For corporations such as insurers looking to leverage sites such as Facebook, these developments are worth taking on board. Celent has been encouraging insurers to look at where social networking might play a role in an overall digital marketing strategy. This is still the case – the current debate with the regulators underlines just how much of an emerging area this is. And with all emerging technologies, the sage advice is always to proceed with caution. The coming months will bring some clarity in the rules of engagement between social network sites and regulators, but it’s hard to imagine a world without Facebook. Facebook is probably here to stay – the question will be just how big their sandpit will be.

Thoughts from SapphireNow

First impressions from SapphireNow EMEA…. SAP’s key strategies highlighted in todays sessions were applications for mobile staff (mobility) and high speed analytics using in-memory databases – particularly for real-time analytics. Real time analytics of large data sets is a key challenge for UK insurers where pricing aggregators are driving increased pressure on pricing decisions – any advantage in just in time data and analytics can mean the difference between a sale and a missed opportunity or worse, taking on a bad risk. The SAP solutions around mobile in part brought about by the purchase of Sybase, seem to be about empowering a distributed work force. Mobile staff have always been a part of the insurance industry and is increasingly something that insurers and brokers alike must address in a modern age where staff are no longer “tethered to their desktops”. Where will these innovations feature the SAP Insurance product roadmap? A question that will hopefully be answered tomorrow when I speak with the SAP Insurance team. Meanwhile Sir Richard Branson and the ex-next-president (his phrase) Al Gore spoke to the attendees on a number of topics but focussed principally on the role of the business community in helping to solve the world’s most pressing problems.

6.25.10: Celent Insurance Webinar: Innovation in Insurance: Myth or Reality?

Celent senior analysts Catherine Stagg-Macey and Nicolas Michellod Guest Speaker: Xavier Boileau, Front-End Systems/Architecture Director and Innovation Leader at Generali France This event is free to attend. Celent clients and the media will have access to the webinar’s PowerPoint presentation after the event. Please click here for more information.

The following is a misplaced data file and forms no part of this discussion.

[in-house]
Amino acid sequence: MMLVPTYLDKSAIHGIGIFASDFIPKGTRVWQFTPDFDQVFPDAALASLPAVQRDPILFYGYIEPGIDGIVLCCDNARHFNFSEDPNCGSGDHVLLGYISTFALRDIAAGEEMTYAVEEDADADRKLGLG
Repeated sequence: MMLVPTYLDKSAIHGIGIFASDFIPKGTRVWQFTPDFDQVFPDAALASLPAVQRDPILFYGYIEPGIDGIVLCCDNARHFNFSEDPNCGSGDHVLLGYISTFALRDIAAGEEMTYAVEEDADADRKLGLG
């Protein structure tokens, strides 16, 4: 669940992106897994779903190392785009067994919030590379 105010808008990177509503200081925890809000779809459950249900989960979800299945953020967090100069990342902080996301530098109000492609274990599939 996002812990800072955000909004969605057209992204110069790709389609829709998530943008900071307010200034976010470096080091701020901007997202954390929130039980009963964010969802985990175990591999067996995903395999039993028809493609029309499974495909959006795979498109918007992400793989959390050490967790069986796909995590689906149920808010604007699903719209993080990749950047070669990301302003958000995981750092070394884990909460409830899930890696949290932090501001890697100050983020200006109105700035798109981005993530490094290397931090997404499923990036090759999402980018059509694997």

6.29.10: Celent Insurance Webinar: Leveraging Social Networks: An In-Depth View for Insurers

Celent senior analysts Catherine Stagg-Macey and Craig Beattie This event is free to attend. Celent clients and the media will have access to the webinar’s PowerPoint presentation after the event. Please click here for more information.

Insurance Software Deal Trends 2010: A clearer picture of the software market during the past two years

Celent’s annual North American Insurance Software Deal Trends reports will be published in late May 2010. These reports, one focused on Life/Annuity/Health and one on Property/Casualty, examine over 2000 North American insurance software deals inked in 2008 and 2009. Our analyses conclude that insurance software buying patterns over the last two years look different than prior to 2008. An in depth analysis of software buying trends and of the impact of the down economy on vendors and insurers alike provides keen insight into what happened during the Great Recession and where insurance companies are choosing to spend their IT dollars. Keep an eye out for these reports!

Producer Relationship Management (PRM)

The full year results for 2009 are in and they reflect the continued decrease in top line for both Property & Casualty and Life & Annuity insurers. In P&C, net written premiums dropped 3.7% and life premiums and annuity considerations were reduced by slightly less than 5% over 2008 levels (excluding outlier results from two companies).

This underscores the importance of distribution management. The last Celent report on the topic, Distribution Management Systems Review: A Bigger Piece of a Smaller Pie”, November, 2009, noted a convergence in vendor offerings between commission systems and recruiting/training/licensing solutions. The next step in this evolution should be to apply the considerable expertise and process built for Customer Relationship Management (CRM) to producers in an integrated approach – Producer Relationship Management (PRM).

For example, some insurers currently track and manage the “once and done” call resolution rate for policyholders. That is, how many times can the company’s service operation leverage process and automation to resolve a customer’s issue at the time of first contact? Why not apply this principle to producers who seek help from field or home office support? Keeping the production resources productive and satisfied will be increasingly important in the next months of lean growth. PRM is a lever that is just waiting to be used.